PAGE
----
• Improving the science of risk management for contaminated sediments.

    The Center is focused on improving both the technologies that are applicable to contaminated sediments and our understanding of them. We need to be able to reliably predict the behavior of a particular remedial approach and compare that behavior to other alternatives.

    Although sediments are the primary focus of the Center's research and technology transfer programs, it is recognized that communities in EPA Regions 4 and 6 face a variety of challenges to the air, water, and soil quality, in addition to sediments. The community outreach efforts must recognize and respond to these concerns if they are to be effective in these Regions. The objective of the outreach efforts, therefore, is nationally based outreach and technology transfer in the management of contaminated sediments, and regionally and locally based outreach on the broad range of hazardous substance problems in the region, including contaminated sediments.

    The ultimate objective of the Center's efforts is research, technology transfer, and outreach products and services that are timely, credible, and significant, as well as relevant to the nation's environmental problems. The specific objectives include improving the identification and management of hazardous substance problems, particularly those associated with contaminated sediments; disseminating information about, and encouraging the use of, Center-developed technologies and methodologies by the industrial and regulatory communities; and developing effective educational and outreach programs. The Center's mission is to promote integrated and collaborative research designed to advance the science and technology of hazardous substance management and control. Cooperative interactions with industry, government, other academic institutions, and the public sector are key elements of the Center's comprehensive program of research, technology transfer, and education. The complex environmental problems that face the nation are not easily addressed by conventional single-investigator, single-institution research efforts. The Center has the ability to assemble teams of researchers that cross departmental and institutional boundaries to better address these problems.

Progress Summary:

Center Research Activities. Four research projects were funded and conducted over the past year. These projects seek to: (1) evaluate the bioavailability of desorption-resistant contaminants that may represent marginally contaminated sediment or residual sediment after the application of a sediment-remedial approach; (2) enhance our ability of addressing contaminated sediments in place through an improved understanding of fate and transport processes that control the effectiveness of in-situ containment (i.e., capping); (3) develop a better basis for assessing contaminant losses, especially from metal-contaminated sediments during resuspension events such as dredging or by storms; and (4) expand our capabilities for addressing wetland sediment and dredged material in confined disposal facilities by exploring the applicability and limitations of phytoremediation.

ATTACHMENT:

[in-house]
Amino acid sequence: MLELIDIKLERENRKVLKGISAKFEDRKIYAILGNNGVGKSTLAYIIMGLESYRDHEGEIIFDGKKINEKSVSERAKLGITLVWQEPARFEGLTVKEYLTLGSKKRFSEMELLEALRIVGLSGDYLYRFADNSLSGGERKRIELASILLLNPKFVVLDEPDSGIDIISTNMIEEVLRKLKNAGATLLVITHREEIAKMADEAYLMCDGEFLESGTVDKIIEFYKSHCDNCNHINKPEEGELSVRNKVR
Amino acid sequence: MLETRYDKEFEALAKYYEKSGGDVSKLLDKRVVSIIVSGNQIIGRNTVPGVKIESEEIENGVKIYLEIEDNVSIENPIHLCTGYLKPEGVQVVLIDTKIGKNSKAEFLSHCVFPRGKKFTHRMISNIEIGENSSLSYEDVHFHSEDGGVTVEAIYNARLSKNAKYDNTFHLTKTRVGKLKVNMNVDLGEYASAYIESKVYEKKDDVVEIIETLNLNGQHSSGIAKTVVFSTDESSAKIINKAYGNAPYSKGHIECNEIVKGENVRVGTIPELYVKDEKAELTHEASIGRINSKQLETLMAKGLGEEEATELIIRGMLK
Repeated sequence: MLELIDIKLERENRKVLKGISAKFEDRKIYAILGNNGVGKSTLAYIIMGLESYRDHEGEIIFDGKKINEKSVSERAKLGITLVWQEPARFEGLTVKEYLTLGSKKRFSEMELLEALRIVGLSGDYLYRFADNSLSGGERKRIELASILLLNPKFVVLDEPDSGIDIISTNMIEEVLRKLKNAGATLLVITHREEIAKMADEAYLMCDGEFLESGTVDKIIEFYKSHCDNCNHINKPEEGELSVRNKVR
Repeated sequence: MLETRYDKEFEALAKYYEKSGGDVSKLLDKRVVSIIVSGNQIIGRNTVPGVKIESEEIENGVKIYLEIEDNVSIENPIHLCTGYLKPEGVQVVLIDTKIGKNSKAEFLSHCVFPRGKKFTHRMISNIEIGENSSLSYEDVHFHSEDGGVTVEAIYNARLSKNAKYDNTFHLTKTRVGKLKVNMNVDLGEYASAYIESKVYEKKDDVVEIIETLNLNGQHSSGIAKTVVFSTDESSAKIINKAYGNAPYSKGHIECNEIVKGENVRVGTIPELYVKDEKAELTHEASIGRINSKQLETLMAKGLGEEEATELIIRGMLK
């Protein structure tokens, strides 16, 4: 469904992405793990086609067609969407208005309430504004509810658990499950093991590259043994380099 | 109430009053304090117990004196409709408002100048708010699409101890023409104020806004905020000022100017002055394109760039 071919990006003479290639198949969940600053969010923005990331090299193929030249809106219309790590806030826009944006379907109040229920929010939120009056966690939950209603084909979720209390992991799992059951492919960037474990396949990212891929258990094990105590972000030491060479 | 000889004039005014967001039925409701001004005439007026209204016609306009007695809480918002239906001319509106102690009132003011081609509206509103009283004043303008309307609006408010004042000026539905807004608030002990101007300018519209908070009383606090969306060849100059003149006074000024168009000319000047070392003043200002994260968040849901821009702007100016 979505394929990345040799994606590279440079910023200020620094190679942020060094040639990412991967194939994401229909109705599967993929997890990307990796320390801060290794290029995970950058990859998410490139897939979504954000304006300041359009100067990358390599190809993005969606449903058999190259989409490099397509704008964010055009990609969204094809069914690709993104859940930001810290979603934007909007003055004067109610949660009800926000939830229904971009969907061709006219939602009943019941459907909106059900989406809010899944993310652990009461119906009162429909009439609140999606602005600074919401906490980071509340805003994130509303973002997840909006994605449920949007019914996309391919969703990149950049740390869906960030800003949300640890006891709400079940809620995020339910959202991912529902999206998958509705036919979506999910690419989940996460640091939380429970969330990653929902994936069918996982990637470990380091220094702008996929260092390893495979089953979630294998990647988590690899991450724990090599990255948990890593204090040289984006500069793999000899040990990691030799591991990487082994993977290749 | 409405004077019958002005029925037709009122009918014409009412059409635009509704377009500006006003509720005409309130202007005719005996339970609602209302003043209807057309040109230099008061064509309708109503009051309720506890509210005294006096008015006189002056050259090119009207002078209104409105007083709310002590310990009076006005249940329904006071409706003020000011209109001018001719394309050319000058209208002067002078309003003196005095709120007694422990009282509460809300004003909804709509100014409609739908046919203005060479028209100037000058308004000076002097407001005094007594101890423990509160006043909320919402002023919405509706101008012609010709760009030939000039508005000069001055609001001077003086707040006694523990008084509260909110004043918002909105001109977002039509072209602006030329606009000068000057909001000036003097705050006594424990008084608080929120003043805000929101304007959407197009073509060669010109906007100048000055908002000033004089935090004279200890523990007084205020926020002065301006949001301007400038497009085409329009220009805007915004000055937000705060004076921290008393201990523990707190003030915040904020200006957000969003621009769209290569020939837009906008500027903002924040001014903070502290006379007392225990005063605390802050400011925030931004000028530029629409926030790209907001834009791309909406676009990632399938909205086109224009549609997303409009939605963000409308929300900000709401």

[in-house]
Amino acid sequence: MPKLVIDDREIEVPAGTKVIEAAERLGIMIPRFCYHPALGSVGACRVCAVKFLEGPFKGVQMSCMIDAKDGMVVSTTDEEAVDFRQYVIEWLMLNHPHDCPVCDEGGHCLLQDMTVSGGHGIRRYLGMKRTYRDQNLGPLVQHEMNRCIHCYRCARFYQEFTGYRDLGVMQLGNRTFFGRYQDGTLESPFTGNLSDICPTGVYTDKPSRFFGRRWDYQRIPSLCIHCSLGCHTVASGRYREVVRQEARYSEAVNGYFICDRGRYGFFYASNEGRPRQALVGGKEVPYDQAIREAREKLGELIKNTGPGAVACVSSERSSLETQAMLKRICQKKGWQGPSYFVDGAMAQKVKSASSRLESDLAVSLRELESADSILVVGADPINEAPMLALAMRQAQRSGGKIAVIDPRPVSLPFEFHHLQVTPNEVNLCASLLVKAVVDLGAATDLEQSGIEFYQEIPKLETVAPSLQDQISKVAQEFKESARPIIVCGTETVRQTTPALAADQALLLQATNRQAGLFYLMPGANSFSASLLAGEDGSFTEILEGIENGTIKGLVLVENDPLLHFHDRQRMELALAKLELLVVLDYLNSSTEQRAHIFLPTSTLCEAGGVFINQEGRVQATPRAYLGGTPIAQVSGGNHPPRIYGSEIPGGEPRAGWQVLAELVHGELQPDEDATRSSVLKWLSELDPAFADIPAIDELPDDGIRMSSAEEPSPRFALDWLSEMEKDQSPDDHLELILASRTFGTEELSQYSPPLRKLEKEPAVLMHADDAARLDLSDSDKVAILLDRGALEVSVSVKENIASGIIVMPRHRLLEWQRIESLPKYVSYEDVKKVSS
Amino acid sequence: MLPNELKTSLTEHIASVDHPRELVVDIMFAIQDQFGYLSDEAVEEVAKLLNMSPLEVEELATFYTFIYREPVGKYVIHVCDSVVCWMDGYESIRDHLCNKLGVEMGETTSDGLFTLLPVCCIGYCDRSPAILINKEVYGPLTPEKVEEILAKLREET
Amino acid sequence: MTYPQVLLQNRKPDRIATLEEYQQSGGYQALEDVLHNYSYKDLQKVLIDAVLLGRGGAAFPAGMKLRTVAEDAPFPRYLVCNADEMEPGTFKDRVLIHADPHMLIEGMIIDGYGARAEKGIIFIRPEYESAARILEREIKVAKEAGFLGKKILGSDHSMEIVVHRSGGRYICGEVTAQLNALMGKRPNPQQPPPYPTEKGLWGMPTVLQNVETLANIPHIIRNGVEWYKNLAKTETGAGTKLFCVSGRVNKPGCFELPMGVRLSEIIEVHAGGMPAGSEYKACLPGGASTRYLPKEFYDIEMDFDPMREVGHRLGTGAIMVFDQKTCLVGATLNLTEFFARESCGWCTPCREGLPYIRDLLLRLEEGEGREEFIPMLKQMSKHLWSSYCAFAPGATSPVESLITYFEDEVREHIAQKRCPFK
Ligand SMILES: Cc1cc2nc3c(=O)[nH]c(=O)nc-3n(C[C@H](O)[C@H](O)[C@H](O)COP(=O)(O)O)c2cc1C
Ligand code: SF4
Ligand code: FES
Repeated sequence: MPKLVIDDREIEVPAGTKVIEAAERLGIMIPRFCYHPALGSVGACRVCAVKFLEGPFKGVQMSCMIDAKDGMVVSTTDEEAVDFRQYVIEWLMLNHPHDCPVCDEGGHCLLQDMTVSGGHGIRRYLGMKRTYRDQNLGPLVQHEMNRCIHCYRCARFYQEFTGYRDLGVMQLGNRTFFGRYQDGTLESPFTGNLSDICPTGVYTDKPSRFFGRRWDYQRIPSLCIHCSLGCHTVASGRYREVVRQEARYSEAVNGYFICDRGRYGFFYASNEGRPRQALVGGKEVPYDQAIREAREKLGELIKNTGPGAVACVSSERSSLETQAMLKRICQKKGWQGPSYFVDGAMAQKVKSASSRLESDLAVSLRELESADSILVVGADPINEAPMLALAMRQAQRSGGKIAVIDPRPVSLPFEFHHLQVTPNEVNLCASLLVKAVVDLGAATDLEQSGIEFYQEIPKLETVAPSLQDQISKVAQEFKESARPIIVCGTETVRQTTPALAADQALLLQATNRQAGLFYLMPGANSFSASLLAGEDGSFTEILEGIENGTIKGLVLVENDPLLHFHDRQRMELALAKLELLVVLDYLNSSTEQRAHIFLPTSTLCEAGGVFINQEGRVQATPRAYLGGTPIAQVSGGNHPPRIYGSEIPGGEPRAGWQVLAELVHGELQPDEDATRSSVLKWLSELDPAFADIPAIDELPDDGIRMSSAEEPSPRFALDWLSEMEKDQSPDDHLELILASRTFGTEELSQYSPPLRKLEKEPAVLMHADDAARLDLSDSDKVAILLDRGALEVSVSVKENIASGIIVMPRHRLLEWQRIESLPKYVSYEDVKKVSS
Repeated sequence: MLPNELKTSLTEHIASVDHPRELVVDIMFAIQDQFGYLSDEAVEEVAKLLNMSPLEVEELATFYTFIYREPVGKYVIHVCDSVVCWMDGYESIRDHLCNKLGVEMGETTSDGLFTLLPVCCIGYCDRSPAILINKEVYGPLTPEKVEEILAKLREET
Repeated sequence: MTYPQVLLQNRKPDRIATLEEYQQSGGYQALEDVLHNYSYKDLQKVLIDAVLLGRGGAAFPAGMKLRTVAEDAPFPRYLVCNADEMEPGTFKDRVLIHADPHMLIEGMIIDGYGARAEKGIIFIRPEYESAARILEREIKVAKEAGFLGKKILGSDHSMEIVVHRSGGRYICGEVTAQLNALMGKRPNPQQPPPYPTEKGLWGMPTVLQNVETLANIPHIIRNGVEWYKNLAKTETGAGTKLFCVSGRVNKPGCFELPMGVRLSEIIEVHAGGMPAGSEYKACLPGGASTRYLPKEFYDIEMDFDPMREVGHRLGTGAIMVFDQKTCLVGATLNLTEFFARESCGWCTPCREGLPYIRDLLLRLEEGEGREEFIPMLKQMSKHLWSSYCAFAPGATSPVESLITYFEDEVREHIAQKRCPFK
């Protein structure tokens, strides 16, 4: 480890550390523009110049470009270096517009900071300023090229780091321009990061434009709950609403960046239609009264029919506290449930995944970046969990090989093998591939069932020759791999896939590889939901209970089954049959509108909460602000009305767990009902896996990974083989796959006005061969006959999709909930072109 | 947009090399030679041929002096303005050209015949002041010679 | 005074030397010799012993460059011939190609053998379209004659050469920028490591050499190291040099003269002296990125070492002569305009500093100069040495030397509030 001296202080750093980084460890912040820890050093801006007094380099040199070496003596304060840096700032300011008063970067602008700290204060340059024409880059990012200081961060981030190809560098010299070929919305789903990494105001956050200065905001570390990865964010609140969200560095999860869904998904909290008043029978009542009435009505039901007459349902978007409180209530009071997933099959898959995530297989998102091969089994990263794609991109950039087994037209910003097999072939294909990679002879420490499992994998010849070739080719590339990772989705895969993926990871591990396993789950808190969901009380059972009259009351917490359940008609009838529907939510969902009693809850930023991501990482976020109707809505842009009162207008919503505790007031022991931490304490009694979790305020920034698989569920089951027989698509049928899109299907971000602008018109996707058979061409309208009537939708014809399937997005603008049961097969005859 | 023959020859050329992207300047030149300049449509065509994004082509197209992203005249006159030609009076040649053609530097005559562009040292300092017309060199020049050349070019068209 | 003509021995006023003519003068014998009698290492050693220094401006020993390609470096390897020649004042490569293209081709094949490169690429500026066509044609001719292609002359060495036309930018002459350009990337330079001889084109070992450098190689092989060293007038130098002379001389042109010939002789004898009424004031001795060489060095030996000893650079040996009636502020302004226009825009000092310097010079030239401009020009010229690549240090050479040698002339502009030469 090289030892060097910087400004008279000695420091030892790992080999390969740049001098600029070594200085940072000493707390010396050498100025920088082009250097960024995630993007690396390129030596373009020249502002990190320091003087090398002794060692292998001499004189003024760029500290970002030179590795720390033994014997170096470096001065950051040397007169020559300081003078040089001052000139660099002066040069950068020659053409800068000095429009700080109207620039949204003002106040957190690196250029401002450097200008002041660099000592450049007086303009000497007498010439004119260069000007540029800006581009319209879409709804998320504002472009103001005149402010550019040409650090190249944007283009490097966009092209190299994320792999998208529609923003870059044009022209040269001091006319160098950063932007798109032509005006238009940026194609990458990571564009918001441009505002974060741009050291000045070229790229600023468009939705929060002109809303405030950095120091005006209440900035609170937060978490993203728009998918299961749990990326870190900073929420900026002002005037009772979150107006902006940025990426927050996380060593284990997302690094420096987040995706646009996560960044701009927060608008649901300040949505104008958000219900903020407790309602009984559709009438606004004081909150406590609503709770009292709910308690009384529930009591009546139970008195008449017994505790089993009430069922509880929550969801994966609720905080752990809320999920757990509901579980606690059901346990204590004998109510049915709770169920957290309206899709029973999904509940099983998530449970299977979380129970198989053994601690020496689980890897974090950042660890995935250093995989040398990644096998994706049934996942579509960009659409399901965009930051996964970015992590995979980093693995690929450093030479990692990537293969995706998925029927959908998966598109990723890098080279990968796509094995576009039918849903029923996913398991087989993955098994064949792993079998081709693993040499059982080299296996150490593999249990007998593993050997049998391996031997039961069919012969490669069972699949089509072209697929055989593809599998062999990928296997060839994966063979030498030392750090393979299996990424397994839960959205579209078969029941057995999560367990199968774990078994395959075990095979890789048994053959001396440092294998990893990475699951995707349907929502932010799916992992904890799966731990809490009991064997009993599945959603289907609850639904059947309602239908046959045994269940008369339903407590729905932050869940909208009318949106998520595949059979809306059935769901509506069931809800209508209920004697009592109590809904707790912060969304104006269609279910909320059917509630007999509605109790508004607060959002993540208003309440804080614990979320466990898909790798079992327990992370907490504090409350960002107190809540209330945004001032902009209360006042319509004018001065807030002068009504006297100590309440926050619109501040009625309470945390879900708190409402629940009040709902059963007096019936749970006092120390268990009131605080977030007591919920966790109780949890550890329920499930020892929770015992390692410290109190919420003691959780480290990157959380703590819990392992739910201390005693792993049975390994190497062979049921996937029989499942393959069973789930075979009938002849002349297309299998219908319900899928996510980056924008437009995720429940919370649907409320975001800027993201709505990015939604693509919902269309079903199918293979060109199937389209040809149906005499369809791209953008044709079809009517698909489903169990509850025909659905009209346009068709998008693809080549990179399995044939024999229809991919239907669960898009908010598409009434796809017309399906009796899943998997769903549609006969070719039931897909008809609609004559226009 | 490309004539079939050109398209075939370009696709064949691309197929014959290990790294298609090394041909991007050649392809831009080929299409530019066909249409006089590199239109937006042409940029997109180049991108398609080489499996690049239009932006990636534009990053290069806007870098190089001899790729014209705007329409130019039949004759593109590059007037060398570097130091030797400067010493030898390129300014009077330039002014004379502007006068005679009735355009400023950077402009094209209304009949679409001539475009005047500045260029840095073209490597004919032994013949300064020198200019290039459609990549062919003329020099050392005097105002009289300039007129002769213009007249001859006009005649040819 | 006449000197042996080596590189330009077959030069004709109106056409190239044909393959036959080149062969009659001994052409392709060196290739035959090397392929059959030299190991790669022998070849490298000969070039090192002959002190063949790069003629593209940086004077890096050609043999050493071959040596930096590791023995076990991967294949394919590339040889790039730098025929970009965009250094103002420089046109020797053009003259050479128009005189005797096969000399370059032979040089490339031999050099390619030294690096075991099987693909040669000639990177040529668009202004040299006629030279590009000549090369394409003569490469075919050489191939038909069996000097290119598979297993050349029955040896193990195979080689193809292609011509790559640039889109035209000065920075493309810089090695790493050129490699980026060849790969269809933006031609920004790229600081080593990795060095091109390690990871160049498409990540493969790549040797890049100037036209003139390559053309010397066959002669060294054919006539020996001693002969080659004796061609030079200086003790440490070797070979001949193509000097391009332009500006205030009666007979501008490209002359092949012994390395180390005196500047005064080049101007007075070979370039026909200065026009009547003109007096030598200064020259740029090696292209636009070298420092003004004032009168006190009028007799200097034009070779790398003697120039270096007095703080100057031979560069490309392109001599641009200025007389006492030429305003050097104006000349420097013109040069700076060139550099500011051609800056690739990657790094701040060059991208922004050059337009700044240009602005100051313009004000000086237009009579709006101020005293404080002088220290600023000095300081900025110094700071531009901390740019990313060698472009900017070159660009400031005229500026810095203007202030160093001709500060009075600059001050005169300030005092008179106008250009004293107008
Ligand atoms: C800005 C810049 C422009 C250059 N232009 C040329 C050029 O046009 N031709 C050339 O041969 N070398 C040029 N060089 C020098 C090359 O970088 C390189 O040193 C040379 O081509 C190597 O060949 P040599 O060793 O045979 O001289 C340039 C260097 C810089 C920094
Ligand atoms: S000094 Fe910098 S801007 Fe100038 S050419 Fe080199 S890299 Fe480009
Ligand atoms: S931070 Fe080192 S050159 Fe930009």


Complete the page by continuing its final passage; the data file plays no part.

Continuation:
1. Bioavailability of Desorption-Resistant Contaminants. Contaminated sediment quality is determined by the risks of contaminants to human and ecological receptors, which in turn, is controlled by the availability and exposure to those contaminants. Contaminants are generally assumed to be completely available to organisms that might ingest that sediment and to organisms in contact with pore water adjacent to contaminated sediment particles. Recent research, however, has shown that a significant fraction of the organic contaminants in soils and sediments may not be readily available for uptake and organism effects. A desorption-resistant fraction often is observed that is released more slowly and in lesser amounts from contaminated sediments. The slowed rates of physicochemical release also have been reflected in microbial degradation processes. Physicochemical measures of desorption resistance as an indication of bioavailability may hold great promise for assessing exposure and setting environmentally acceptable endpoints. In particular, the desorption-resistant contamination may represent the endpoint of natural attenuation processes. Up to the present time, however, there has been limited assessment of the bioavailability of this fraction beyond microbial assays. Other animals, notably deposit-feeding benthic organisms, may represent a more intense environment for the assessment of availability and are linked more directly to the food chain. Preliminary results with sediments and benthic organisms suggest that the ultimate organism uptake of desorption-resistant contaminants is reduced compared to reversibly desorbed contaminants but predictable with a biphasic equilibrium model. The preliminary work also suggests that the rate of uptake by benthic organisms is enhanced relative to that expected by physicochemical desorption measurements.

    The overall objective of this research project is to evaluate the dynamics of uptake and availability of desorption-resistant contaminants to tubificid oligochaetes. The studies are addressing two critical aspects of the bioavailability of the desorption-resistant compartment: the availability to sediment-dwelling, deposit-feeding macrofauna, and the effect of macrofaunal sediment processing on subsequent availability to other organisms or to natural desorption processes. These studies focus on polynuclear aromatic hydrocarbons (PAHs), which are known to be biodegraded and bioaccumulated and are a primary sediment contamination problem in the Gulf Coast and other industrialized regions of the United States.